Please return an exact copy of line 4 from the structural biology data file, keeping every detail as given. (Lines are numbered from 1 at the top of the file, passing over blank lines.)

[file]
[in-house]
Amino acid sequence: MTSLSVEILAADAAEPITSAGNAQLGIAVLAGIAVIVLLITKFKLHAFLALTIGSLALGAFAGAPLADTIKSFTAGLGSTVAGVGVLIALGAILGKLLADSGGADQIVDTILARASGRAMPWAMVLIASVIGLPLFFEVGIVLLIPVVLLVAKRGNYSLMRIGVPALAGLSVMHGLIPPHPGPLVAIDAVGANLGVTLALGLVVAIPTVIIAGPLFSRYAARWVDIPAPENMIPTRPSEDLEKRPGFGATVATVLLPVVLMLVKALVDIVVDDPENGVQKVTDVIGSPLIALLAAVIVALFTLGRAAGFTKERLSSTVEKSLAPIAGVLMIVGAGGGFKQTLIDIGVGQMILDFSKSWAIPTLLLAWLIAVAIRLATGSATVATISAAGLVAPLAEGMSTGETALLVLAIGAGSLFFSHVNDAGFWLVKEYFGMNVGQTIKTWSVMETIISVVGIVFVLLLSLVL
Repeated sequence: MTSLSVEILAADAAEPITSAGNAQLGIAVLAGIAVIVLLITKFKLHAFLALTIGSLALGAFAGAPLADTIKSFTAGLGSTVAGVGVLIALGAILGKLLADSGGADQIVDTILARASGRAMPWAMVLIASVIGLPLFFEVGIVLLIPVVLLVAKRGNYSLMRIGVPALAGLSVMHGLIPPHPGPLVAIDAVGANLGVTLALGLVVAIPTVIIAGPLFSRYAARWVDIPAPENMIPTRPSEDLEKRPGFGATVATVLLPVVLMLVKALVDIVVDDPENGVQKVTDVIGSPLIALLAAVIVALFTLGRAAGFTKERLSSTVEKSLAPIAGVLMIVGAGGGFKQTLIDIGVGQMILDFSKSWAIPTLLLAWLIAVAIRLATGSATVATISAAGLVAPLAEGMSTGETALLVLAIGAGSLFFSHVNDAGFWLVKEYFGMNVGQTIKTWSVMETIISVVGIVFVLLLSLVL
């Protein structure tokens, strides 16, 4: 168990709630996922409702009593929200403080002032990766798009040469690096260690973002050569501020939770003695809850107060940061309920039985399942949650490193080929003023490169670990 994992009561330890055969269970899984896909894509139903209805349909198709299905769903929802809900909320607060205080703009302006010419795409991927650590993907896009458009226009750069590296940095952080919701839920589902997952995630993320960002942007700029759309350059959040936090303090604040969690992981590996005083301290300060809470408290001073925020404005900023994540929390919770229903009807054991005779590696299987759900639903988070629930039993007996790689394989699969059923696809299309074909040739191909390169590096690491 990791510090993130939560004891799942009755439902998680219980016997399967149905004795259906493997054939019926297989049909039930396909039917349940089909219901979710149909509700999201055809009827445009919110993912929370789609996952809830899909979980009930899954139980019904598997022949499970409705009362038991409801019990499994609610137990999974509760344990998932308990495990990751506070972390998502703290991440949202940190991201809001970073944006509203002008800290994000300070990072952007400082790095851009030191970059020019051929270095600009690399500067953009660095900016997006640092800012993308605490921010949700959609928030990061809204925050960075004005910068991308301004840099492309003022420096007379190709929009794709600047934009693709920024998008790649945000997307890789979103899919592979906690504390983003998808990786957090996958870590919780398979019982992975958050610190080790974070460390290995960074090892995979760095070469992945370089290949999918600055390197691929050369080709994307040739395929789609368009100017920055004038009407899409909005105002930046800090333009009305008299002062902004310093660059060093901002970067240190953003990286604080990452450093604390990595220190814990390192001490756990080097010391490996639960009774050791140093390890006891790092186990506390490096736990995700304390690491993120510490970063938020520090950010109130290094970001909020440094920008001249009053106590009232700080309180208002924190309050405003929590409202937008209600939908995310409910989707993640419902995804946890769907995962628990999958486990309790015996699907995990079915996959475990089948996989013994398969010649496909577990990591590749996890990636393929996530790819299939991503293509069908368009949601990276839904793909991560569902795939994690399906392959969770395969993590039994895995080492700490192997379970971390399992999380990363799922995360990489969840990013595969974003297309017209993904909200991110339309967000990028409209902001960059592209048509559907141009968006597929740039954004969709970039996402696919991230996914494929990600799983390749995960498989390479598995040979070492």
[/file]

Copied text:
């Protein structure tokens, strides 16, 4: 168990709630996922409702009593929200403080002032990766798009040469690096260690973002050569501020939770003695809850107060940061309920039985399942949650490193080929003023490169670990 994992009561330890055969269970899984896909894509139903209805349909198709299905769903929802809900909320607060205080703009302006010419795409991927650590993907896009458009226009750069590296940095952080919701839920589902997952995630993320960002942007700029759309350059959040936090303090604040969690992981590996005083301290300060809470408290001073925020404005900023994540929390919770229903009807054991005779590696299987759900639903988070629930039993007996790689394989699969059923696809299309074909040739191909390169590096690491 990791510090993130939560004891799942009755439902998680219980016997399967149905004795259906493997054939019926297989049909039930396909039917349940089909219901979710149909509700999201055809009827445009919110993912929370789609996952809830899909979980009930899954139980019904598997022949499970409705009362038991409801019990499994609610137990999974509760344990998932308990495990990751506070972390998502703290991440949202940190991201809001970073944006509203002008800290994000300070990072952007400082790095851009030191970059020019051929270095600009690399500067953009660095900016997006640092800012993308605490921010949700959609928030990061809204925050960075004005910068991308301004840099492309003022420096007379190709929009794709600047934009693709920024998008790649945000997307890789979103899919592979906690504390983003998808990786957090996958870590919780398979019982992975958050610190080790974070460390290995960074090892995979760095070469992945370089290949999918600055390197691929050369080709994307040739395929789609368009100017920055004038009407899409909005105002930046800090333009009305008299002062902004310093660059060093901002970067240190953003990286604080990452450093604390990595220190814990390192001490756990080097010391490996639960009774050791140093390890006891790092186990506390490096736990995700304390690491993120510490970063938020520090950010109130290094970001909020440094920008001249009053106590009232700080309180208002924190309050405003929590409202937008209600939908995310409910989707993640419902995804946890769907995962628990999958486990309790015996699907995990079915996959475990089948996989013994398969010649496909577990990591590749996890990636393929996530790819299939991503293509069908368009949601990276839904793909991560569902795939994690399906392959969770395969993590039994895995080492700490192997379970971390399992999380990363799922995360990489969840990013595969974003297309017209993904909200991110339309967000990028409209902001960059592209048509559907141009968006597929740039954004969709970039996402696919991230996914494929990600799983390749995960498989390479598995040979070492």